“India is all about the customer of tomorrow,” said Darshan Mehta, CEO of Reliance Brands, a subsidiary of Reliance Industries that was set up in 2007 to bring foreign luxury fashion to India. Mehta often sits in a cafe at DLF Emporio, New Delhi’s first luxury mall which opened in 2008, and watches shoppers. He said many people shop at Zara but they walk into Gucci and Zegna just to have a look. “That is what makes markets like India so promising: the aspirational consumer,” he said. Unlike China, where a lot of luxury retailers are now at a consolidation stage after years of rapid expansion, brands are still struggling to find space in India for their first shops. Even in Mumbai, the Emporio is the “only true luxury mall,” according to Mehta.
It may take some time before India’s luxury market takes off, but the market has been boosted by a stream of well-off Indian professionals and students returning after working and studying abroad, including many bankers who left Wall Street and London after the global financial crisis. Luxury players are also expecting a boost from the introduction of a Goods and Services Tax, which was promised by India’s new government and would get rid of complex multi-level taxes that are hampering the sector.
Reliance Brands, which also represents Reiss and BCBG Max Azria, expects to add three more brands to the company’s stable of 16 foreign brands by year-end. A few pioneers are even setting up boutiques in smaller cities. Bangalore firm Fervour, which has licenses to sell Nina Ricci and Christian Lacroix, is planning to expand to Chennai and Hyderabad. But most don’t see these cities as viable markets just yet.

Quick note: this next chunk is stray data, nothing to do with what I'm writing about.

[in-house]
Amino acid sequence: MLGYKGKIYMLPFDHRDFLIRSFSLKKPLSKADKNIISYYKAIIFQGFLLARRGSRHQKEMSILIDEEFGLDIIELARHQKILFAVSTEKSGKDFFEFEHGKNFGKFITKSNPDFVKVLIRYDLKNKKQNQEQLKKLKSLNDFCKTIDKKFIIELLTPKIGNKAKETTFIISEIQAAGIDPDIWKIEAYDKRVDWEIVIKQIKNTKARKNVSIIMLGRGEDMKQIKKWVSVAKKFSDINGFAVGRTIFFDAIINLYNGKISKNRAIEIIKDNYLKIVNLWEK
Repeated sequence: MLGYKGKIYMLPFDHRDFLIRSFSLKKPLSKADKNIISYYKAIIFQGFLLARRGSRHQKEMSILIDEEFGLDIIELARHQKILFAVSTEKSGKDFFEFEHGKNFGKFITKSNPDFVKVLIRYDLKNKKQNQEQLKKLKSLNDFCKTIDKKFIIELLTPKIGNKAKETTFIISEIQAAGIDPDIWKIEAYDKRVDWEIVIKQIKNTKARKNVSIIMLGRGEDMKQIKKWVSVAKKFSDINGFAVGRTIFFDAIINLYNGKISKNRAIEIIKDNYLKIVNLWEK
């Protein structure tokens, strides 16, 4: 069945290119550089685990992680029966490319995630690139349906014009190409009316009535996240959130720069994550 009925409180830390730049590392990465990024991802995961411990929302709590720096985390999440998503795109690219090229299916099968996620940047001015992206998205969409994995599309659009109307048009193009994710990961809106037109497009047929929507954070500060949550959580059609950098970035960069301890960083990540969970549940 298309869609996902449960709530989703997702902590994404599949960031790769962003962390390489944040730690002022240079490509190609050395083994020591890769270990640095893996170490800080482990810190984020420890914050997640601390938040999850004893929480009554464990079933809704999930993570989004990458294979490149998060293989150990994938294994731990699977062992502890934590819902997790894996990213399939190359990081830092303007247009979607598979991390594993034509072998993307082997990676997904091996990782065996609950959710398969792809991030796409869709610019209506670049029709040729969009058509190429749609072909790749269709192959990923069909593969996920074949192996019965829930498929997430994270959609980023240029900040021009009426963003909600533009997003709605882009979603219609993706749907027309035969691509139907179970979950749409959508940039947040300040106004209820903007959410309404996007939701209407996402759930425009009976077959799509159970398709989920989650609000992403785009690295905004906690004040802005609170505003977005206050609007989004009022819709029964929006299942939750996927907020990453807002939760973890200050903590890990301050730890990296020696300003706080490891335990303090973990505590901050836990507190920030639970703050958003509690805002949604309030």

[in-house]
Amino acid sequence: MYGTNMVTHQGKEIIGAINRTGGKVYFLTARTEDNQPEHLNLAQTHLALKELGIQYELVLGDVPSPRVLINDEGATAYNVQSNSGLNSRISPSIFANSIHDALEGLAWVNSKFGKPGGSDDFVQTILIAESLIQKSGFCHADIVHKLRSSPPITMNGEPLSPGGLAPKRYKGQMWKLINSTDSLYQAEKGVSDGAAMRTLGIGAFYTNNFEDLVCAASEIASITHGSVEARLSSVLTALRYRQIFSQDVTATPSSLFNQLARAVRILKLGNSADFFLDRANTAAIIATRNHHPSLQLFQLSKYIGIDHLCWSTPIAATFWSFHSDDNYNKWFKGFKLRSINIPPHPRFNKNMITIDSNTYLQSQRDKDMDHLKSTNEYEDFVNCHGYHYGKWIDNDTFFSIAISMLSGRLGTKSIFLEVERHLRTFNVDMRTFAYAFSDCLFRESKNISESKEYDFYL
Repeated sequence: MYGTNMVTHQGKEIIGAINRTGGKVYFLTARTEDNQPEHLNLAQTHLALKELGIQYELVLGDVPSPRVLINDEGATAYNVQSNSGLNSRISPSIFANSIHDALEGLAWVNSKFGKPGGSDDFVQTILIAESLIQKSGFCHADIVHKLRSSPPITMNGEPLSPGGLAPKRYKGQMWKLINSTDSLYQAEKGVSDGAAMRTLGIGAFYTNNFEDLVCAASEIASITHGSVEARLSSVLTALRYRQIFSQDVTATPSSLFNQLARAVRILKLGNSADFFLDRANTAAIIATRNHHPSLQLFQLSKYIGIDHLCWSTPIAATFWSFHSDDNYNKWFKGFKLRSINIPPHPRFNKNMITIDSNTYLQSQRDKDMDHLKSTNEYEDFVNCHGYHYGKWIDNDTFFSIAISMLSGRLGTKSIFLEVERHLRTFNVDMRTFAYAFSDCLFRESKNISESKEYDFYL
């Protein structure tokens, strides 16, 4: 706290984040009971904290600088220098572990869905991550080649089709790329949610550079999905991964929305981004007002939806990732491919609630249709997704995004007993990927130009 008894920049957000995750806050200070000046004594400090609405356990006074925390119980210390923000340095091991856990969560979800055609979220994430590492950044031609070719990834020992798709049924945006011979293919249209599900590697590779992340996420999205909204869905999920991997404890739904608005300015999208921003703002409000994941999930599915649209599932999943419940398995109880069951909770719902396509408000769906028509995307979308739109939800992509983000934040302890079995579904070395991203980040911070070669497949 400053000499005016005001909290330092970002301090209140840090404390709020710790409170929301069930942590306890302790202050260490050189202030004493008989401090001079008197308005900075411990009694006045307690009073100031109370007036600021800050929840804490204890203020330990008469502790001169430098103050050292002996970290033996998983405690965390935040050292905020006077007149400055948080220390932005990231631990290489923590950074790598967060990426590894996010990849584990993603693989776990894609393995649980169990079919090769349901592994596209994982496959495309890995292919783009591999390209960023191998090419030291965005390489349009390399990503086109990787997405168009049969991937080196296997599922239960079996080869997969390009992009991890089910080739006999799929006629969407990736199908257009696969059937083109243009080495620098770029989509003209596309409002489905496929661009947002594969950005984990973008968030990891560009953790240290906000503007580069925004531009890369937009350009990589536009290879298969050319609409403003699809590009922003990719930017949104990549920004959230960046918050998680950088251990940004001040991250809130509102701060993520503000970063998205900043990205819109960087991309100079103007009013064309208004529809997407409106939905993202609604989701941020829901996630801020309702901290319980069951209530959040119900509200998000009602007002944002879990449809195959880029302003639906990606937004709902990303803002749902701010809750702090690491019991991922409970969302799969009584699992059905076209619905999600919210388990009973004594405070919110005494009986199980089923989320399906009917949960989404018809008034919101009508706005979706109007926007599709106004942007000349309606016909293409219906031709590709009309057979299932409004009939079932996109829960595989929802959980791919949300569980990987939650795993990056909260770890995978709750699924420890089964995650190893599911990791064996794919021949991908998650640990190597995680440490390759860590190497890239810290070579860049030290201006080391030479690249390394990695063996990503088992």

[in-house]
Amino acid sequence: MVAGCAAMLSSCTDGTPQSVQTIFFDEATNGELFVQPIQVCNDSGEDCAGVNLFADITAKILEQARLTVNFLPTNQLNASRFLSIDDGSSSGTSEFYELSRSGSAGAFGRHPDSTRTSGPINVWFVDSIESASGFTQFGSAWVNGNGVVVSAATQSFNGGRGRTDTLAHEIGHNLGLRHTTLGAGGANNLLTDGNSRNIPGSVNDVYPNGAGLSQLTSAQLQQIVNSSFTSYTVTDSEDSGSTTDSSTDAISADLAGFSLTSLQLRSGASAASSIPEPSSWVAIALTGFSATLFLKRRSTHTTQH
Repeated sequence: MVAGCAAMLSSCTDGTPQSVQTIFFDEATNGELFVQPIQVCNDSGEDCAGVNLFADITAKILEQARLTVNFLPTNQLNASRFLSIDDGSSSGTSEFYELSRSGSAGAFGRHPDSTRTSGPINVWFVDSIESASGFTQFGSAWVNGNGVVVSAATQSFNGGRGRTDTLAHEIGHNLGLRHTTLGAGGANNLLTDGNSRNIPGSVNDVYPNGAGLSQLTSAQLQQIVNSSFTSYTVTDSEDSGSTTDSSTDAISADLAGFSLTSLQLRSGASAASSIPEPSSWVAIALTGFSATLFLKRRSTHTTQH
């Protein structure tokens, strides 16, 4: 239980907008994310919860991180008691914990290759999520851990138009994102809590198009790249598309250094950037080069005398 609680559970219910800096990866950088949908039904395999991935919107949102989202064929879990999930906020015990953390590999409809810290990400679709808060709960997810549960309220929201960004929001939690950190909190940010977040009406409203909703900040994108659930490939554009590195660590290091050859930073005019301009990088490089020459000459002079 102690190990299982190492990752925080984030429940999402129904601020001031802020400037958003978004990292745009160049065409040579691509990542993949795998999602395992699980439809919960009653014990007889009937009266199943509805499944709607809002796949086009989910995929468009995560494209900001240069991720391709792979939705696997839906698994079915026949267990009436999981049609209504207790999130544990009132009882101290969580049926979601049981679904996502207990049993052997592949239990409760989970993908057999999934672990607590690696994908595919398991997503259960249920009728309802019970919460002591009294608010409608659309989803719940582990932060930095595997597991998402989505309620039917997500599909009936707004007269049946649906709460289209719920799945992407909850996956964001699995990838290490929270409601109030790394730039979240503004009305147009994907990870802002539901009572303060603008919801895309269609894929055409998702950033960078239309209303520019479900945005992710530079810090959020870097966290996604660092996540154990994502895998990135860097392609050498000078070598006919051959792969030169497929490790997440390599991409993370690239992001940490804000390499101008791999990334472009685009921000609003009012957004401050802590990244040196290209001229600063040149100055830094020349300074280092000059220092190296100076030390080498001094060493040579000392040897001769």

“There is no sustained luxury market outside of Bombay and Delhi,” Mehta said. He expects luxury demand outside the two main cities to take another three years to reach critical mass. Sanjay Kapoor, the founder of distributor Genesis Luxury, said India’s luxury market is not yet at the point where China was 10 years ago, even if the potential for growth is immense. Kapoor founded Genesis Luxury in 2008 to sell foreign luxury brands in India and has deals with Jimmy Choo and Armani, among others. “As awareness and retail space spread, demand will accelerate in smaller cities in the interior of India,” Kapoor predicted.
Amid the shortage of high-quality retail space, one option is to use the “shop in shop” model. R&B International rents small spaces in other retailers’ stores to sell Australian luxury label Easton Pearson. The manufacturing firm supplied embroidery to the brand for years before nabbing a distribution agreement in India in June. Dalmia also said he is in no hurry to open flagship stores for John Lobb and Kiton before 2016. Instead he is targeting ultra-rich customers who want the pampering that comes with exclusive, by-appointment-only services. Clients are shown samples of Kiton’s made-to-measure suits and John Lobb shoes, and then measured by a trained team at a place and time that suits them, often at home in the late evening. Collette said he’s been pleasantly surprised by how well the brand has been received in India. While the brand has wholly-owned stores in Japan and the U.S., Collette said it would have been impossible for it to enter India alone.
by ALYS FRANCIS, Contributing writer
Nikkei Asian Review
Categories: Leadership in Marketing